#884 Decolonizing Shakespeare
by Sonnet L’Abbé
Toronto: Penguin Random House (McClelland & Stewart), 2019
$21.00 / 9780771073090
Reviewed by Natalie Lang
On March 12, 2020, Sonnet’s Shakespeare, by Sonnet L’Abbé, was one of five books shortlisted for the 2020 Dorothy Livesay Poetry Prize of the BC and Yukon Book Prizes. Winners will be announced on September 19th – Ed.
“What’s in a name?” Is Shakespeare the transcendent voice of Western culture or a symbol of colonization? Sonnet L’Abbé, professor of Creative Writing at Vancouver Island University and author of two previous collections of poetry, A Strange Relief (2001) and Killarnoe (2007), addresses some tensions and fissures of her own and Canadian identity. Using Shakespeare’s sonnets as her source, L’Abbé challenges the Bard’s colonial influence and hold on Western identity. By overwriting and writing around the original sonnets, breaking apart words and filling in spaces, she aims to erase Shakespeare’s colonial power by rewriting his 154 sonnets with a revised focus aimed at deliberate decolonization.
L’Abbé’s starting point is that her own personal and complex racial history does not easily fit the conventional narrative of what it means to be Canadian. She explores her identity as a half-dougla (South-Asian and Black) woman in a world where reconciliation, environmentalism, sexual violence, mental health, gender identity, privilege, and racism, among other high-frequency topics, are brought to the collective consciousness. She flips the common yet invisible practice of cultural erasure in our supposed multicultural country and overwrites the ultimate source of that erasure. She encourages new dialogue and conversation. She advocates less a melting pot of cultures and more of a conversational medley where flavours speak for themselves.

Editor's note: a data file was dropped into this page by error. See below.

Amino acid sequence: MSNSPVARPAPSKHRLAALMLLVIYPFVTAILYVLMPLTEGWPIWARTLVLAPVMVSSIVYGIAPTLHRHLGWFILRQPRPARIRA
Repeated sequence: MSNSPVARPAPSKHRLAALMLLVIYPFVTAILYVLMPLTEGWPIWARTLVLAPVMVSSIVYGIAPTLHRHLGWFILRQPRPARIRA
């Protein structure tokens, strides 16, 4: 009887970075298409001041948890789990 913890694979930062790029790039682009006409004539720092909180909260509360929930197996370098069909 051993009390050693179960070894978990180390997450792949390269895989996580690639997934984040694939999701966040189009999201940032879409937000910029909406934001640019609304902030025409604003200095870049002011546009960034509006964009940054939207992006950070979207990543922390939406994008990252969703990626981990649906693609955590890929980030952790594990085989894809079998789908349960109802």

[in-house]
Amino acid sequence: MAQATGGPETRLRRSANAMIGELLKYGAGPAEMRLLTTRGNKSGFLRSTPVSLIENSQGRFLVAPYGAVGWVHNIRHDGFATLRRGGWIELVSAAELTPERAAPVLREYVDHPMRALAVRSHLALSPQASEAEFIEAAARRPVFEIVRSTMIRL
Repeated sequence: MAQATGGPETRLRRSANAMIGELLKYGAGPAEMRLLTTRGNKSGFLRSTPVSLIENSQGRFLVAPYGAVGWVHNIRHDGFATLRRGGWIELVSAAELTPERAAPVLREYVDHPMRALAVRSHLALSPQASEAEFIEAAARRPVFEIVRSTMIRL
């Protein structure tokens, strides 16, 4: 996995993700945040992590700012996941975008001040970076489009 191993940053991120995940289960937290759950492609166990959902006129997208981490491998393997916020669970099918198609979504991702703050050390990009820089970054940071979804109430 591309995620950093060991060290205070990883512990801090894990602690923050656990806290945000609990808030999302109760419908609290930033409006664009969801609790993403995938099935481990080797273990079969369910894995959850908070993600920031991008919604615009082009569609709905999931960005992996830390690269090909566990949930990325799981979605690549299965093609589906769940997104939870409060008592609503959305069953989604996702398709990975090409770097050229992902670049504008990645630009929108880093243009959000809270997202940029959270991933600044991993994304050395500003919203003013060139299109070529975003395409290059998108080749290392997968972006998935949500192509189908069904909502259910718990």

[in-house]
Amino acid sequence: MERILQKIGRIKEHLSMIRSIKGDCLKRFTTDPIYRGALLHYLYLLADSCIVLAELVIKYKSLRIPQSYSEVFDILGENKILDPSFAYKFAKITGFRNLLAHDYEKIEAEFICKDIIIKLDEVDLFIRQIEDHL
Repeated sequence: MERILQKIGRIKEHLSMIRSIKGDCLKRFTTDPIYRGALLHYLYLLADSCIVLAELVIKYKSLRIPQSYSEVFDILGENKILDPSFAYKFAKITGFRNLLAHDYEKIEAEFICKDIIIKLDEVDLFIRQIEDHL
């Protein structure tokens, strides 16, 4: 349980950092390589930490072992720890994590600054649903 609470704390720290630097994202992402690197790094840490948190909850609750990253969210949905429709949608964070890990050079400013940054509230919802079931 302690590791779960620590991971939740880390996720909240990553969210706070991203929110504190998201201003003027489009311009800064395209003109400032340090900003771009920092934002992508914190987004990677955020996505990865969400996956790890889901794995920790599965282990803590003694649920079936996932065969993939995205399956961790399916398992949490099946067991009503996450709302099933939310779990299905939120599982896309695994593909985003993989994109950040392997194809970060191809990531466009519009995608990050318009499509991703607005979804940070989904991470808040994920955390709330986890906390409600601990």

Sonnet’s Shakespeare is organized with recognition of the traditional unceded territories of the people on whose land the poems were written, including the Sylix (Kelowna), the Haldimand Tract (Kitchener-Waterloo), and Snuneymuxw (Nanaimo). L’Abbé provides a short explanation on the procedure used to write the poems. Each is titled with Latin numerals aligned identically to Shakespeare’s numbers. Every letter from the original can be found in order within the new poems. In some, Shakespeare’s letters are printed in light grey to help the reader see both the original and the reimagined sonnets. Within her alternative erasure form, L’Abbé’s painstaking wordplay continues the iambic rhythm of stressed and unstressed syllables found in Shakespeare’s originals, for example in Sonnet XLII: